In a 5-to-4 ruling, the Supreme Court says severe overcrowding in the prisons violates the Eighth Amendment ban on cruel and unusual punishment. A minority opinion offers a sharp dissent.
Trial of Casey Anthony, charged with murdering her daughter in 2008, is set to begin Tuesday in Florida. The state will try to prove that a foul odor in Anthony's car came from the toddler’s body.
Former IMF chief Dominique Strauss-Kahn has been remanded to home confinement as he awaits trial on attempted rape charges. Here are five other headline-catching cases of house arrest.
The FBI wants DNA from Ted Kaczynski for a 30-year-old unsolved case. The 'Unabomber' argues that his belongings, currently on sale, could exonerate him in the Tylenol case.
Strauss-Kahn must also be monitored, hand in his passports, and post another $5 million bond. Prosecutors, who opposed the deal, said a grand jury indicted him on seven counts.
The Supreme Court ruled 8 to 1 on a Kentucky case in which police broke into an apartment after smelling marijuana and hearing sounds suggesting evidence was being destroyed.
Michael Newdow, whose previous First Amendment challenge sought to strike 'under God' from the Pledge of Allegiance, tried to block the use of 'So help me God' in the inauguration ceremony.
US Supreme Court on Monday declined to hear the case of five foreigners seeking to pursue a lawsuit alleging CIA-directed torture abroad. With that, appeals court ruling stands, disallowing the suit to protect 'state secrets.'
Attorneys challenging Obama's health-care reform law said that Congress cannot 'force us to buy a private product and say it is for our own good,' whether health insurance or broccoli.
Two cases challenging the constitutionality of the health-care reform law arrive Tuesday for oral argument at the Fourth Circuit Court of Appeals in Richmond, Va.
Arizona officials say they will bypass another appeal in the Ninth US Circuit in order to speed up the process. They are asking that a federal judge's injunction against the immigration law be overturned.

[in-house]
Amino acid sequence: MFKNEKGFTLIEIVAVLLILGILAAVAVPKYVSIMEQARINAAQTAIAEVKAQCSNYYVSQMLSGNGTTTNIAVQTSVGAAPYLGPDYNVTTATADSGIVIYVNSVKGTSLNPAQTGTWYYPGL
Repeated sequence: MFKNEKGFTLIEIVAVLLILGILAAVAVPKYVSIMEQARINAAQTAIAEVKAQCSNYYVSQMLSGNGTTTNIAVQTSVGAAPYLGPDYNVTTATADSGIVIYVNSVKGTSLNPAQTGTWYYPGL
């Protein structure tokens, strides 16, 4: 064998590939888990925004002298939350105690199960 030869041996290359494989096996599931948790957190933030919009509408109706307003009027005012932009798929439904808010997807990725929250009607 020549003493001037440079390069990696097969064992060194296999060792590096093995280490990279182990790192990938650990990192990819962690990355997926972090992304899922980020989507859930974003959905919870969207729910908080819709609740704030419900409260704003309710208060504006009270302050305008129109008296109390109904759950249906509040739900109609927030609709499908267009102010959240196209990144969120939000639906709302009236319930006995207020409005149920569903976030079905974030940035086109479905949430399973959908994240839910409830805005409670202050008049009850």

Five teens have been sentenced to probation and community service in the case of Phoebe Prince. But bullying-prevention advocates hope that the work of ‘restorative justice’ has just begun.
Many Bush administration officials say yes. Obama officials say there was a 'mosaic of sources' that led to Osama bin Laden – no single confession. Documents offer some insight into who said what – and how they were treated.
US legal analysts say the Navy SEALs who killed Osama bin Laden in his compound in Pakistan were acting within the full authority of both international and American law.
A US couple wants their son's birthplace to be listed as 'Jerusalem, Israel' – and a law of Congress grants that right. But 60 years of US diplomatic protocol call for less specificity about the city. Supreme Court will take up the case.
The White House hails the ruling by a divided appeals court to permit federal funding for embryonic stem cell research. At issue still is whether Obama's policy violates a 1996 congressional ban.
The Supreme Court's 5-to-4 decision is a victory for business groups that favor tough enforcement of arbitration agreements. Critics say it puts the rights of corporations over individuals.
Drug companies tell the Supreme Court that by barring access to doctors' drug prescribing records, Vermont is discriminating against the firms' protected commercial speech.
Pharmaceutical companies are challenging a Vermont law that bans them from accessing prescription-drug records unless they have the doctor's permission.
Virginia’s attorney general had asked the Supreme Court to bypass the usual appeals process by allowing his state's challenge to the Obama health-care reform law to proceed directly to the high court.